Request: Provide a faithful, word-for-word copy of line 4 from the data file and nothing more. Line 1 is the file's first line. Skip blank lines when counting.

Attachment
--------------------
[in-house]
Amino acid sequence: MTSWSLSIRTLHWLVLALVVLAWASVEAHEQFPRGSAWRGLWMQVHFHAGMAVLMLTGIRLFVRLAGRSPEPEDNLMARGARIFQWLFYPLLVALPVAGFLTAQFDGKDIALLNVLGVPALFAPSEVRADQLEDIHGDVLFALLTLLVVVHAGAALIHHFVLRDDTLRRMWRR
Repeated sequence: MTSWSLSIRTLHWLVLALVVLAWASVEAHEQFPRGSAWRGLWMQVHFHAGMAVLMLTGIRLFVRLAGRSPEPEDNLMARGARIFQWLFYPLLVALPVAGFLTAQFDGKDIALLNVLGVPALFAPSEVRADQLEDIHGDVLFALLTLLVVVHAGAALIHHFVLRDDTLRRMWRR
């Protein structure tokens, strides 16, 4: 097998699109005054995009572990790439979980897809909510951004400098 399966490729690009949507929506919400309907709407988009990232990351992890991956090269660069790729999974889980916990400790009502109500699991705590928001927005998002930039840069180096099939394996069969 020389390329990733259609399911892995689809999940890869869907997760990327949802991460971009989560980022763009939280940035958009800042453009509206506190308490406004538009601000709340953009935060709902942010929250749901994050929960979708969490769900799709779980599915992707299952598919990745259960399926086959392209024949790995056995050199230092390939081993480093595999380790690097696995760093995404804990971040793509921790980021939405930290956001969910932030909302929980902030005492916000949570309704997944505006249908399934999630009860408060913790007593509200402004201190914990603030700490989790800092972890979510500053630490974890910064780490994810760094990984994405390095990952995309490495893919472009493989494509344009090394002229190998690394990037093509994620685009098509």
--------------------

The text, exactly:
């Protein structure tokens, strides 16, 4: 097998699109005054995009572990790439979980897809909510951004400098 399966490729690009949507929506919400309907709407988009990232990351992890991956090269660069790729999974889980916990400790009502109500699991705590928001927005998002930039840069180096099939394996069969 020389390329990733259609399911892995689809999940890869869907997760990327949802991460971009989560980022763009939280940035958009800042453009509206506190308490406004538009601000709340953009935060709902942010929250749901994050929960979708969490769900799709779980599915992707299952598919990745259960399926086959392209024949790995056995050199230092390939081993480093595999380790690097696995760093995404804990971040793509921790980021939405930290956001969910932030909302929980902030005492916000949570309704997944505006249908399934999630009860408060913790007593509200402004201190914990603030700490989790800092972890979510500053630490974890910064780490994810760094990984994405390095990952995309490495893919472009493989494509344009090394002229190998690394990037093509994620685009098509």